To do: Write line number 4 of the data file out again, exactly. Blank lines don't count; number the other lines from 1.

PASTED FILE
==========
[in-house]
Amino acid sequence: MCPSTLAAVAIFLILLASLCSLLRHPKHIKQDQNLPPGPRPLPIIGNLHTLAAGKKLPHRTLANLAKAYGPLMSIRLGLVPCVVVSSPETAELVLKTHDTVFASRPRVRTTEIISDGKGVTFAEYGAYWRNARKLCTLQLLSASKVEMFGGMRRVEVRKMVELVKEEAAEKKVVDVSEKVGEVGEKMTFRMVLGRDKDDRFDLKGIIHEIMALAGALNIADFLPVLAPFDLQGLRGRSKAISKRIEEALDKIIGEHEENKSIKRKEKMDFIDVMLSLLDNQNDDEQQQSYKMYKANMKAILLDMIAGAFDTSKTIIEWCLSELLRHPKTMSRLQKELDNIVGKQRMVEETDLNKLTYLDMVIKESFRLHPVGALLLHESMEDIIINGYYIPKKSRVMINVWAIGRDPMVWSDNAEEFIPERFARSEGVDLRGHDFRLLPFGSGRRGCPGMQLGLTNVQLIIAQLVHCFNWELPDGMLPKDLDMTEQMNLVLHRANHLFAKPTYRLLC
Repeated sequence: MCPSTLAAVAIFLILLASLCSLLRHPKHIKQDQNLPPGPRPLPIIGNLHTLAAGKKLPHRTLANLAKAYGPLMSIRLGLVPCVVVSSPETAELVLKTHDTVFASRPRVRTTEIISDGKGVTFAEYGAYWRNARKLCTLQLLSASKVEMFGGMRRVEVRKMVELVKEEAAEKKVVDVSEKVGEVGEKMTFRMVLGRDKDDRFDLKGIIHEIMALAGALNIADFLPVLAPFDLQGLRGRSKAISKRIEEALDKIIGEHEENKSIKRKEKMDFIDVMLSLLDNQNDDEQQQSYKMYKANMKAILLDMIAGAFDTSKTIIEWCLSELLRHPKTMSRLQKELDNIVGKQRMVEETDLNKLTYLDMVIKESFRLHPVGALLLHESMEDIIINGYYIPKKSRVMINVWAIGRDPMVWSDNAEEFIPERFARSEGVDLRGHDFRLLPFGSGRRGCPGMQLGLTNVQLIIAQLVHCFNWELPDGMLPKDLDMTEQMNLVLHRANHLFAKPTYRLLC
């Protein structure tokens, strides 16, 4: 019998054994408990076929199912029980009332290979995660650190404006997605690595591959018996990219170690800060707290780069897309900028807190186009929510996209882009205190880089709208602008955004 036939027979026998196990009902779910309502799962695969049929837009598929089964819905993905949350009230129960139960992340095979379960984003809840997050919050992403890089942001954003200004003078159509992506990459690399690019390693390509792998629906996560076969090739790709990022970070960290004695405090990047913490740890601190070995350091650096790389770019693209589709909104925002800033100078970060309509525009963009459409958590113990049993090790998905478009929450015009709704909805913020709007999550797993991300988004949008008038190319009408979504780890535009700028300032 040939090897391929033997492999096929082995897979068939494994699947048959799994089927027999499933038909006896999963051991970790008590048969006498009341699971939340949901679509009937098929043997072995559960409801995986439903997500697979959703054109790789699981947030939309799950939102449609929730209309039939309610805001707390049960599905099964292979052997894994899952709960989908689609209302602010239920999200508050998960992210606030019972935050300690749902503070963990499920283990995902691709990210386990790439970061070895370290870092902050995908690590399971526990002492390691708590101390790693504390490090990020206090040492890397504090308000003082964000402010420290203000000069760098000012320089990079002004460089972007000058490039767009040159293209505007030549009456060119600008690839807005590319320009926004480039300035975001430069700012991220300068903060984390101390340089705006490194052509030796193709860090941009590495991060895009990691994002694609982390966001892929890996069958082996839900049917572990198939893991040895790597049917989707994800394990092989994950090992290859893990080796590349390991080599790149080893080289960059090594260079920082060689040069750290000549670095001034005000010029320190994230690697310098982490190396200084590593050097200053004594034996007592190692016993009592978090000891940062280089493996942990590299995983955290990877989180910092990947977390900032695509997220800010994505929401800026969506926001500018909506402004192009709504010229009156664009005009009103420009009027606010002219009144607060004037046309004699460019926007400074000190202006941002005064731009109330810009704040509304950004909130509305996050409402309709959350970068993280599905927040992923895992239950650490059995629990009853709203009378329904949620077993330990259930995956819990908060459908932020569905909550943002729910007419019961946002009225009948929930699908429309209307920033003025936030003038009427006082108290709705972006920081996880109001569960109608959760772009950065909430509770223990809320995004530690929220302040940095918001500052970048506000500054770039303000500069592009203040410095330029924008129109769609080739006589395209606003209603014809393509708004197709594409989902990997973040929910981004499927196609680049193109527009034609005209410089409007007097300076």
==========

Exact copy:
């Protein structure tokens, strides 16, 4: 019998054994408990076929199912029980009332290979995660650190404006997605690595591959018996990219170690800060707290780069897309900028807190186009929510996209882009205190880089709208602008955004 036939027979026998196990009902779910309502799962695969049929837009598929089964819905993905949350009230129960139960992340095979379960984003809840997050919050992403890089942001954003200004003078159509992506990459690399690019390693390509792998629906996560076969090739790709990022970070960290004695405090990047913490740890601190070995350091650096790389770019693209589709909104925002800033100078970060309509525009963009459409958590113990049993090790998905478009929450015009709704909805913020709007999550797993991300988004949008008038190319009408979504780890535009700028300032 040939090897391929033997492999096929082995897979068939494994699947048959799994089927027999499933038909006896999963051991970790008590048969006498009341699971939340949901679509009937098929043997072995559960409801995986439903997500697979959703054109790789699981947030939309799950939102449609929730209309039939309610805001707390049960599905099964292979052997894994899952709960989908689609209302602010239920999200508050998960992210606030019972935050300690749902503070963990499920283990995902691709990210386990790439970061070895370290870092902050995908690590399971526990002492390691708590101390790693504390490090990020206090040492890397504090308000003082964000402010420290203000000069760098000012320089990079002004460089972007000058490039767009040159293209505007030549009456060119600008690839807005590319320009926004480039300035975001430069700012991220300068903060984390101390340089705006490194052509030796193709860090941009590495991060895009990691994002694609982390966001892929890996069958082996839900049917572990198939893991040895790597049917989707994800394990092989994950090992290859893990080796590349390991080599790149080893080289960059090594260079920082060689040069750290000549670095001034005000010029320190994230690697310098982490190396200084590593050097200053004594034996007592190692016993009592978090000891940062280089493996942990590299995983955290990877989180910092990947977390900032695509997220800010994505929401800026969506926001500018909506402004192009709504010229009156664009005009009103420009009027606010002219009144607060004037046309004699460019926007400074000190202006941002005064731009109330810009704040509304950004909130509305996050409402309709959350970068993280599905927040992923895992239950650490059995629990009853709203009378329904949620077993330990259930995956819990908060459908932020569905909550943002729910007419019961946002009225009948929930699908429309209307920033003025936030003038009427006082108290709705972006920081996880109001569960109608959760772009950065909430509770223990809320995004530690929220302040940095918001500052970048506000500054770039303000500069592009203040410095330029924008129109769609080739006589395209606003209603014809393509708004197709594409989902990997973040929910981004499927196609680049193109527009034609005209410089409007007097300076």